In response to worries about significant gold leakages and illegal activity, the Parliamentary Portfolio Committee on Defence, Home Affairs, and Security has instructed the government to alter the mining model at Redwing Mine by the end of this month.
The center of widespread thievery and environmental destruction is Redwing, which was once managed by South African businessman Mzi Khumalo and is now in the hands of Zanu PF supporter Pedzisai “Scott” Sakupwanya (shown).
Zimbabwe is blessed with more than 40 distinct minerals, and its mining industry has grown to constitute its economic backbone. 60% of the nation’s export earnings come from the mining industry, according to National Development Strategy One (2021 to 2025).
However, mineral leakages in the mining sector have had a detrimental impact on the sector’s capacity to help the nation evolve socioeconomically.
The government established a revenue goal for the gold industry of $4 billion by 2023. According to experts, illegal commerce in the extractive sector is destroying the economy, fostering chaos in communities, and has the ability to cause incalculable pain for everyday people as well as pose a threat to national security.
In light of this, the committee launched an investigation into the security of minerals in order to determine the potential reasons of mineral leakages in the nation and make recommendations for how to stop them.
According to a report by the parliamentary portfolio committee titled The Security of Minerals: Illicit Trading in Minerals and Mineral Leakages, Treasury is losing large amounts of money through illegal trade in minerals, particularly gold.
“By 30 June 2023, the Ministry of Mines and Mining Development should review the mining model at Redwing Mine in order to adopt a sustainable mining model that integrates former mine workers and the surrounding community so that leakages are minimised,” the report reads.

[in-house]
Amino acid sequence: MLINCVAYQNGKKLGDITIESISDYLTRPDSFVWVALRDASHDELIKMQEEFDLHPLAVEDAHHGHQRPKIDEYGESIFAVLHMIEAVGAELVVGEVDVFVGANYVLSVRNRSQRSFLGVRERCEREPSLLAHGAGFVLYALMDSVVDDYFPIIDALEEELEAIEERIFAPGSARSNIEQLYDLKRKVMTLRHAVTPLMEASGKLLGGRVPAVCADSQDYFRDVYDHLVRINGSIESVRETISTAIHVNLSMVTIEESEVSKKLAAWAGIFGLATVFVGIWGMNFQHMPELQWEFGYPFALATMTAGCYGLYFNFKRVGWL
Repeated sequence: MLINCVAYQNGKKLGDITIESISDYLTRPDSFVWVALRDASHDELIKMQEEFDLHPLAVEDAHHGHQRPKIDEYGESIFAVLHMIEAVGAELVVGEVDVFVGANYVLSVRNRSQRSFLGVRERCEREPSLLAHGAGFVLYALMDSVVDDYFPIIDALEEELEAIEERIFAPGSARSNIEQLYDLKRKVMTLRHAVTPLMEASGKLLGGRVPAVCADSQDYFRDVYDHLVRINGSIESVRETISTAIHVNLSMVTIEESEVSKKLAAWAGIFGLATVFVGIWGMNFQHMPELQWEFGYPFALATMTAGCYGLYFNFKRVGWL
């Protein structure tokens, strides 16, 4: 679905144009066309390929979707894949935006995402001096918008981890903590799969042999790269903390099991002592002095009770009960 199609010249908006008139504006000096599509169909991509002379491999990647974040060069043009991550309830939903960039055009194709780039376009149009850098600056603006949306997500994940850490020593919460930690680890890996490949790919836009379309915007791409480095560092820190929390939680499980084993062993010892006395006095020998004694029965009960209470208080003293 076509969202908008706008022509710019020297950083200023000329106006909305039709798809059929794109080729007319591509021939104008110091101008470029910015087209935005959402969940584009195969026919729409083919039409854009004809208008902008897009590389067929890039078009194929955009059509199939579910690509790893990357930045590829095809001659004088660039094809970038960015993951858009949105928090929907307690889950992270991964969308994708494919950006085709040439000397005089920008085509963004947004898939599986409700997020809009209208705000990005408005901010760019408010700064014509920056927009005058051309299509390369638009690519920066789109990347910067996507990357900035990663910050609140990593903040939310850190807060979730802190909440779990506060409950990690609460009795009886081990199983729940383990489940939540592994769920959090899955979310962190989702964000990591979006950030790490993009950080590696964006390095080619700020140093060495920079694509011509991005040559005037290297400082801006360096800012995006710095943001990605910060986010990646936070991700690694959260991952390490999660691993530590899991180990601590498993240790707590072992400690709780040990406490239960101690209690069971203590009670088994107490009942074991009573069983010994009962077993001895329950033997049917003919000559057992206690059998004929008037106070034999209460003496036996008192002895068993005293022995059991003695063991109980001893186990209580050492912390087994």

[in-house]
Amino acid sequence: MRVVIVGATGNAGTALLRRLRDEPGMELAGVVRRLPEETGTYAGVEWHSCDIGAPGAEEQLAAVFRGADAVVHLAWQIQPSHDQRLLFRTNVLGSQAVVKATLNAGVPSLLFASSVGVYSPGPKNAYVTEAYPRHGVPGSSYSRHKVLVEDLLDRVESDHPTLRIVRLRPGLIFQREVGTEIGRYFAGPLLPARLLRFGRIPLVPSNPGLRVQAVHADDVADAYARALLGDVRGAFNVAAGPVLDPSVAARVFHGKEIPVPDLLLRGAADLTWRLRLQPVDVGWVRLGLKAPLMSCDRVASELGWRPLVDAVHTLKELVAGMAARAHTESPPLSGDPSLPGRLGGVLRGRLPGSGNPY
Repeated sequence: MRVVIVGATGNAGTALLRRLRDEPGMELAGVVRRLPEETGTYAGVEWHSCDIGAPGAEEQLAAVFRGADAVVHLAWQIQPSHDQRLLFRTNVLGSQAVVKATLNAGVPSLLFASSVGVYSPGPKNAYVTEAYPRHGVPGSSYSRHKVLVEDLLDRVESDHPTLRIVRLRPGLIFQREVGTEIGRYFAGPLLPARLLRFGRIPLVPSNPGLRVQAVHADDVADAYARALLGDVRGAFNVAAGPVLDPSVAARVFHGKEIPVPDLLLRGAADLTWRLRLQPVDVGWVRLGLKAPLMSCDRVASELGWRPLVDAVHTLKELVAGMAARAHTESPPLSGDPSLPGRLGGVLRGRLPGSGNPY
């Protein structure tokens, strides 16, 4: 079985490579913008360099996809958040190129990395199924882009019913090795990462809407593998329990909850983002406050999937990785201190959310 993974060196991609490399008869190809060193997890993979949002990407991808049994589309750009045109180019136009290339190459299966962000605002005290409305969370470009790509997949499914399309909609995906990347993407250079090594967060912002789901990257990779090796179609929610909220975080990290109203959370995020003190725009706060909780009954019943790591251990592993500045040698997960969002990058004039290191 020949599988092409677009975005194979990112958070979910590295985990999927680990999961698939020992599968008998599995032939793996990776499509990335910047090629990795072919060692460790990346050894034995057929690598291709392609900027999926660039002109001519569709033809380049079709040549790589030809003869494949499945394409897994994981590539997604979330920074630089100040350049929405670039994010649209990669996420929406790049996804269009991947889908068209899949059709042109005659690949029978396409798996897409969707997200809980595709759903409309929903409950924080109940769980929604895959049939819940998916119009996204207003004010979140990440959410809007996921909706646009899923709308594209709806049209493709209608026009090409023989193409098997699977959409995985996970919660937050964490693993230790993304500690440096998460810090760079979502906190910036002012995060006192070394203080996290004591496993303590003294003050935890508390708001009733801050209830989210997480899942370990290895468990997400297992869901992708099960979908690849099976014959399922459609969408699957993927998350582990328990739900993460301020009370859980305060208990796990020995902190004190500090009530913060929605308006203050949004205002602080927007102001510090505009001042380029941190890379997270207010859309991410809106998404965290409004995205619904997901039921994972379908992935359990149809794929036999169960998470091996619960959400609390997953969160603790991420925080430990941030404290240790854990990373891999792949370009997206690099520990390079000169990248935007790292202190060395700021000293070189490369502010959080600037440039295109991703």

“The Committee noted with concern that another source of gold leakages was at mining companies that have ownership wrangles. A case in point was Redwing Mine in Penhalonga which experienced an influx of illegal miners following a prolonged ownership wrangle. The Committee had an opportunity to meet former workers, management of Redwing Mine and Better Brands.
“The former workers highlighted that a lot of gold leakages were happening through artisanal mining at the tributary granted to Better Brands.”
The ommittee was told by the workers that there were over 800 pits and 400 hammer mills operating in Penhalonga.
In addition, the report noted that there were many gold buyers, both registered and unregistered, operating in the area. Furthermore, there were over 13 illegal crossing points into Mozambique and it was believed that those routes were being used to smuggle gold out of the country.
“The Committee was informed by the workers that, the Ministry of Mines and Mining Development, ZRP and Environment Management Agency (EMA) were struggling to handle the illegal mining, milling and trading activities happening in the Penhalonga area. The local police station has no vehicle for patrols and effective enforcement of the law,” the report shows.
“Fidelity Gold Refiners were not stationed at the mining site to facilitate the buying of gold. There were high chances of under-declaration of gold produced and finally sold through formal channels.
“Better Brands told the Committee that its operations were above board and had declared 46,67kg to Fidelity Gold Refiners for the eight months it had been in operation since July 2021.
They asserted that illegal hammer mills that had mushroomed near its mining tribute posed serious operational challenges and were a source of massive gold leakages.”